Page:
Don’t Escape 2 has the most conventional premise of the series, but also the most open-ended gameplay. The zombie apocalypse happened two weeks ago, and the brain-munchers have caught up to you and your buddy Bill. The horde will descend upon you in just 8 hours, but you’ve found a solid little house to make your last stand. It’ll take plenty of work to make the place defensible, of course, but that will take time and help to do. That’s what set’s this one apart from the rest of the trilogy, the emphasis on planning and time management. Every significant action in Don’t Escape 2 takes time, and performing the right actions and the right times is the only way to get you and your friends through the night alive.

That’s right, friends. Aside from the house and its immediate surroundings, there are four locations you can travel to in search of additional supplies and fortifications. You can find survivors in those areas who will join you if you help them out, and their aid can massively cut down on the time required to erect defenses. You can also turn up things like a shopping cart and a car to help you get around more efficiently, but there’s always a trade-off. Don’t Escape 2 gives you multiple uses for each item you find, but not all of them will lead to the best ending. There’s a lot of problem-solving to do here that’s incredibly engrossing, and even if you suss out the good ending there are achievements for surviving in other ways, like never using the gun or never teaming up with other survivors.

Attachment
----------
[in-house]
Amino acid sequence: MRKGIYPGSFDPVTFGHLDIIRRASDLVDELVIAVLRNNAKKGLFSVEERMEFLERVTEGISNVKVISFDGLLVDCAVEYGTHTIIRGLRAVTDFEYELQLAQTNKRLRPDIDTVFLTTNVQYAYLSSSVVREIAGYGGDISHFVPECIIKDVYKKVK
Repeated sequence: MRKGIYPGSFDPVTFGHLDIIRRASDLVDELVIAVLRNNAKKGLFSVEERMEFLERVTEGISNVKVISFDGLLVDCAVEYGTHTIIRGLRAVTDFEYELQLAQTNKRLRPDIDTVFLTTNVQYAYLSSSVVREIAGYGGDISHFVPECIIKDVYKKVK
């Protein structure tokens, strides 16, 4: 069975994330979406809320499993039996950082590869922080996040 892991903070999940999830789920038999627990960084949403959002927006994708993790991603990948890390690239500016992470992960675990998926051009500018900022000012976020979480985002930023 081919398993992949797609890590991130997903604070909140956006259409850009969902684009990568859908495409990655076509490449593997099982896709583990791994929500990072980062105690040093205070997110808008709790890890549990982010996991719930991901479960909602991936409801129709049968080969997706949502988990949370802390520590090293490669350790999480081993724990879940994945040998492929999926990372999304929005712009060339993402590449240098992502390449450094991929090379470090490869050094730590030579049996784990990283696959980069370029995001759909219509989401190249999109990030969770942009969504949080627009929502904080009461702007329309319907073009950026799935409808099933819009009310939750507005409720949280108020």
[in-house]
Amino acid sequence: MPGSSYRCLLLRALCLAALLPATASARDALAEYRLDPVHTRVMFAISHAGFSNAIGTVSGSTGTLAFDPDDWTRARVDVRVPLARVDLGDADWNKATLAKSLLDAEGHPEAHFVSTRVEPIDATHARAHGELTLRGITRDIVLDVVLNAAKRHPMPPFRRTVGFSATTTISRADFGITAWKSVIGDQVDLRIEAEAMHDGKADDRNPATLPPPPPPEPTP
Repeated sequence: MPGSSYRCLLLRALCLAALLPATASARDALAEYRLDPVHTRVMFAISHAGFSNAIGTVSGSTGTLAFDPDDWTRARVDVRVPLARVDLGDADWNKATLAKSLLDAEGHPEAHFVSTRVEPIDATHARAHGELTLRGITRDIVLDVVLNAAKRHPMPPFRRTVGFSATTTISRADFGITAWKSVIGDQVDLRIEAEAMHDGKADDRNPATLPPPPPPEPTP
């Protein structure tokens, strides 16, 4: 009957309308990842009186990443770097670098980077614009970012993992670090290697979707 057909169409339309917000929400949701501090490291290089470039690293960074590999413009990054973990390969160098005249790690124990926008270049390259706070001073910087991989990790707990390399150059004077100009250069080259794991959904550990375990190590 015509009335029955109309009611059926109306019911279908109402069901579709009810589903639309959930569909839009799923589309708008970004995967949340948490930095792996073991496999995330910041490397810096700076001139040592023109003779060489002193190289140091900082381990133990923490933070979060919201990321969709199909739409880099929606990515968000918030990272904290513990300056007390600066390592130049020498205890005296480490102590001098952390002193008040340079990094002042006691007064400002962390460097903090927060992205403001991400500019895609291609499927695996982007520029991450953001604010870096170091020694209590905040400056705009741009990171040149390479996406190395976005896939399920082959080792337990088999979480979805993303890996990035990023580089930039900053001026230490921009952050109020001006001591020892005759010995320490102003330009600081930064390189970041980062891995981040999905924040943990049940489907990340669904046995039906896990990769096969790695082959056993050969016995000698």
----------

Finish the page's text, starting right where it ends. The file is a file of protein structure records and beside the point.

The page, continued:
Compared to its predecessors, Don’t Escape 3 is easily the most story-driven. You awaken in the airlock of your ship with no idea how you got there, and only 30 seconds to stop it from ejecting you into hard vacuum. If you survive that little deathtrap you’ll be faced with the mystery of what happened on your ship to make everyone else so terribly dead. The puzzles this time are more creative and involved, challenging you to work out chemical formulas and piece together events from security footage to crack the case. The ending is more complex as well, offering several very different conclusions based on how much you understood about what happened and how you handled it. And I have to give a nod to the expert atmosphere, which is far more dreadful than that in the previous games thanks to some amazing scenes and a very effective sinister presence on the ship.

The Don’t Escape games are honestly some of my all-time favorite horror adventures, despite their limited scope. Each one brings something new to the table, something that more traditional point-and-clicks just don’t seem to have touched on. The inversion of traditional scenarios and the open-ended management elements make these something special, and the expert atmosphere and presentation further elevate that to something that cannot be missed. I’m also pleased to see the series will be continuing sometime this year, and I can hardly wait to see what new twists on the fresh formula are in store. For now though, fans of creepy adventures would be hopelessly remiss to leave these solid adventures unplayed.